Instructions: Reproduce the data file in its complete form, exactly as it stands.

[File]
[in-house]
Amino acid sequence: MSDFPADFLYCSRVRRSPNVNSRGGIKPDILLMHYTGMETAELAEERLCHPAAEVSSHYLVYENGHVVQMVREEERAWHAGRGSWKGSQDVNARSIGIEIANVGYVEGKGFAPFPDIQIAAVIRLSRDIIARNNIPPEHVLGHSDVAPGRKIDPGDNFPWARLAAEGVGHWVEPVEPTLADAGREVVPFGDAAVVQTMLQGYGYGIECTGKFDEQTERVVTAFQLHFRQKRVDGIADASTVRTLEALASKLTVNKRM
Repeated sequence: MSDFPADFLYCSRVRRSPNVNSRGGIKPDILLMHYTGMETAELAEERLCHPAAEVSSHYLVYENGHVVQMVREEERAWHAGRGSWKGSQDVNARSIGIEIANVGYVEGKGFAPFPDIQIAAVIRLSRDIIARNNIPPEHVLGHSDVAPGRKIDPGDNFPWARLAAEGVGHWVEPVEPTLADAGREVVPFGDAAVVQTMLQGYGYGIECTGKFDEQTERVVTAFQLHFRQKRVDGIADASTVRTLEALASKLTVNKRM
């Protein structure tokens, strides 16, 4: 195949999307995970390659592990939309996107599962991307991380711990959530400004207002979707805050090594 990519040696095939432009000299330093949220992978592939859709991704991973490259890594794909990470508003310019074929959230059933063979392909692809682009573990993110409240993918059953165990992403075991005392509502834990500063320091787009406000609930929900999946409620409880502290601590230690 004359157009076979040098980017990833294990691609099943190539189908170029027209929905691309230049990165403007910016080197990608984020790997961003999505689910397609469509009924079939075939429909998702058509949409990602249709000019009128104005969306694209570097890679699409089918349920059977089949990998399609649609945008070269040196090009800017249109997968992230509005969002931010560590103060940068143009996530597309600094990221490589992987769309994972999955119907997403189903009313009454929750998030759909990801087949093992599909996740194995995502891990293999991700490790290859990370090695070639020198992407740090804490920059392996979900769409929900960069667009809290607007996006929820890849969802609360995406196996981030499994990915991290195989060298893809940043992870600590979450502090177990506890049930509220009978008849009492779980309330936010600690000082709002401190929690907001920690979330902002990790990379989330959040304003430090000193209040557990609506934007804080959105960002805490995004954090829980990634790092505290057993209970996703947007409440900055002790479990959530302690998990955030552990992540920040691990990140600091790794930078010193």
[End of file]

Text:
[in-house]
Amino acid sequence: MSDFPADFLYCSRVRRSPNVNSRGGIKPDILLMHYTGMETAELAEERLCHPAAEVSSHYLVYENGHVVQMVREEERAWHAGRGSWKGSQDVNARSIGIEIANVGYVEGKGFAPFPDIQIAAVIRLSRDIIARNNIPPEHVLGHSDVAPGRKIDPGDNFPWARLAAEGVGHWVEPVEPTLADAGREVVPFGDAAVVQTMLQGYGYGIECTGKFDEQTERVVTAFQLHFRQKRVDGIADASTVRTLEALASKLTVNKRM
Repeated sequence: MSDFPADFLYCSRVRRSPNVNSRGGIKPDILLMHYTGMETAELAEERLCHPAAEVSSHYLVYENGHVVQMVREEERAWHAGRGSWKGSQDVNARSIGIEIANVGYVEGKGFAPFPDIQIAAVIRLSRDIIARNNIPPEHVLGHSDVAPGRKIDPGDNFPWARLAAEGVGHWVEPVEPTLADAGREVVPFGDAAVVQTMLQGYGYGIECTGKFDEQTERVVTAFQLHFRQKRVDGIADASTVRTLEALASKLTVNKRM
């Protein structure tokens, strides 16, 4: 195949999307995970390659592990939309996107599962991307991380711990959530400004207002979707805050090594 990519040696095939432009000299330093949220992978592939859709991704991973490259890594794909990470508003310019074929959230059933063979392909692809682009573990993110409240993918059953165990992403075991005392509502834990500063320091787009406000609930929900999946409620409880502290601590230690 004359157009076979040098980017990833294990691609099943190539189908170029027209929905691309230049990165403007910016080197990608984020790997961003999505689910397609469509009924079939075939429909998702058509949409990602249709000019009128104005969306694209570097890679699409089918349920059977089949990998399609649609945008070269040196090009800017249109997968992230509005969002931010560590103060940068143009996530597309600094990221490589992987769309994972999955119907997403189903009313009454929750998030759909990801087949093992599909996740194995995502891990293999991700490790290859990370090695070639020198992407740090804490920059392996979900769409929900960069667009809290607007996006929820890849969802609360995406196996981030499994990915991290195989060298893809940043992870600590979450502090177990506890049930509220009978008849009492779980309330936010600690000082709002401190929690907001920690979330902002990790990379989330959040304003430090000193209040557990609506934007804080959105960002805490995004954090829980990634790092505290057993209970996703947007409440900055002790479990959530302690998990955030552990992540920040691990990140600091790794930078010193």